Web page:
From VOA Learning English, this is the Health Report in Special English. Women who took folic acid in early pregnancy were less likely to have a child with autism than other women in a recent study. Folic acid is a B vitamin that helps the body build and repair cells. The study, however, did not prove that folic acid can prevent childhood autism. Children with autism have problems communicating and socializing with other people. Researchers at the Norwegian Institute of Public Health looked at records of more than 85,000 children born between 2002 and 2008. The study asked mothers to describe their diets and any vitamin supplements they took before and during their pregnancies.
Research leader Paul Suren and his colleagues compared the women who took folic acid supplements to those who did not. He says the women who took folic acid in early pregnancy had a 40 percent reduction in the risk of having a child with autism.He says the best time to take folic acid is from four weeks before to eight weeks after the start of pregnancy.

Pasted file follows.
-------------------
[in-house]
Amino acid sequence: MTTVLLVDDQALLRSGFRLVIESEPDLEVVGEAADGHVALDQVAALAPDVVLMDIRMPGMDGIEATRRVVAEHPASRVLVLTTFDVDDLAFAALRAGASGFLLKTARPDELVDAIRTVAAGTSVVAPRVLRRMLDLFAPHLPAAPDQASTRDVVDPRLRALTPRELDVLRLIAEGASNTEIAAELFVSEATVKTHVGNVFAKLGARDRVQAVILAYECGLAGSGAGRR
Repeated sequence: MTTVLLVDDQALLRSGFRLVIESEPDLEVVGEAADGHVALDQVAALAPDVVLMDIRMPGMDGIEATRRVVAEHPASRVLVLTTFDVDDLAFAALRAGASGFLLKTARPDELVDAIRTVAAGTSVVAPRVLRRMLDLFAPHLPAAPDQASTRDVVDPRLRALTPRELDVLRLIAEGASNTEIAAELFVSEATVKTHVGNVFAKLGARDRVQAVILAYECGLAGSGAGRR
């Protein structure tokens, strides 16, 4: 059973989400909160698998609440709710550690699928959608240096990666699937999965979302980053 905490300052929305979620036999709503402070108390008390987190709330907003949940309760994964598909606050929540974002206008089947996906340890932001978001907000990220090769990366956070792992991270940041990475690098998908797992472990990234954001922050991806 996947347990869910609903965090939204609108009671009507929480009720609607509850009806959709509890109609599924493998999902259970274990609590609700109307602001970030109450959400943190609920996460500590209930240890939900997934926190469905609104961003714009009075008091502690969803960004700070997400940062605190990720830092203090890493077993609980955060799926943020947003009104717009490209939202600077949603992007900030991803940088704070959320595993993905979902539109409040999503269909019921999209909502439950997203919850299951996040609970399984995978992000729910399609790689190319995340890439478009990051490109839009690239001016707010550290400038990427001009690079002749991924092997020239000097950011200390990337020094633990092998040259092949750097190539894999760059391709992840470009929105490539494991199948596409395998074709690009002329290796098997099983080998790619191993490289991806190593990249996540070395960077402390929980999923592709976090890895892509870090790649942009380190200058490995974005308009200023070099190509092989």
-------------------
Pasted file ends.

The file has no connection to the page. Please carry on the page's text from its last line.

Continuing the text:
The researchers found that taking folic acid halfway through pregnancy had no effect. The cause of autism is not known; several genes may be involved in the disorder. Folic acid has been linked to the development of a protective covering called the neural tube in a fetus. Women who do not get enough folic acid are at risk of giving birth to infants with part of their spinal cord or brain exposed.
This disabling condition is called spina bifida. Dark leafy vegetables, asparagus, broccoli and citrus fruit are rich sources of folate. Folate is the naturally occurring form of folic acid. Folate is also found in peas, lentils, beans, eggs, yeast and liver. For VOA Learning English, I'm Laurel Bowman. (Adapted from a radio program broadcast 27Feb2013)
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